Work from anywhere is the new work from home

Work from anywhere girl with laptop on beach

One in four office workers plan to take advantage of remote working to log on from abroad this year as part of a growing work from anywhere culture.

The bad news is that a third of them will be breaking company rules in the process, it has been suggested.

A poll of more than 2,000 of them found that the dramatic rise in hybrid working post-pandemic now extends to a “work from anywhere” culture.

But risk managers are warning that employees choosing to locate themselves overseas bring dangerous implications for themselves and their employers.

Although some companies do allow overseas working, insurance broker Gallagher found that a large number of staff were doing so covertly. They go as far as to say one in seven of them will keep it secret from their employers – with the likes of Barbados, Spain and Dubai proving most popular.

They warn that casual, remote working may breach laws in some destinations and invalidating insurance. What’s more is almost three in ten overseas workers have faced challenges that impacted their ability to work, including travel disruption, damaged, stolen and lost technology as well as personal accidents.

By law, businesses in the UK require employee liability insurance which could be invalidated if employees are working abroad and the insurer isn’t told and businesses remain responsible for the health and safety of regardless of where they are working. This would mean that if an employee has an accident the firm could be liable for the resulting fallout.

Gallagher found that around half take out only personal insurance when working abroad, which they say, may not be suitable cover.

It is vital both employees and employers give significant consideration to their flexible working policies, ensuring they are fit for purpose

Legal risks include health and safety, data, salary and working hour, IT licences and medical insurance. On top of that there is Cybersecurity. Working from overseas increases the chance of employees connecting to unsecure Wi-Fi networks and not only does this increase the risk of falling victim to a cyber-attack, but many insurance policies will be invalidated if overseas risks are not part of the policy.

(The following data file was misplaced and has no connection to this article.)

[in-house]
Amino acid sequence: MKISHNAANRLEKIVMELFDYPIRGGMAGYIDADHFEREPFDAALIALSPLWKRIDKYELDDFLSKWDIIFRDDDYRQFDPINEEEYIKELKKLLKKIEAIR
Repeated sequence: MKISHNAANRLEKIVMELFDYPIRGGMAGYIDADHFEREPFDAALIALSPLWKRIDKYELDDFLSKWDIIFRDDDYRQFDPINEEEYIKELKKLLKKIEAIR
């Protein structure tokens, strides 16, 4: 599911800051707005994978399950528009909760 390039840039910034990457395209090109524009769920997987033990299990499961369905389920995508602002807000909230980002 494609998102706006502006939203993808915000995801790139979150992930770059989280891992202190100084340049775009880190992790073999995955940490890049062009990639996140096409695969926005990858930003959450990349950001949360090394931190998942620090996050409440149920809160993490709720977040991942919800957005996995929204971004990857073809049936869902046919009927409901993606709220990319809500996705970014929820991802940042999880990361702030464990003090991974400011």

It is a common misconception that individuals can enter a country as a “visitor” and work remotely from a country without first obtaining a work visa, plus by working overseas employees may cause taxation issues and problems with benefits such as pensions. 

“The rise in remote working has given many UK employees greater freedom and flexibility in where they do their work, but there are risks,” said Neil Hodgson, Managing Director of Risk Management at Gallagher.

“It is vital both employees and employers give significant consideration to their flexible working policies, ensuring they are fit for purpose.”

The research comes at a time when employees are increasingly seeking more flexible working arrangements, despite some employers preferring a return to the office. Currently, 73 per cent of all office employers work hybrid weeks, with 11 per cent of these working just one day a week in the office.

Of those who work from home, two thirds have worked from somewhere other than their home, with cafes, hotels and outdoors among the most popular options.


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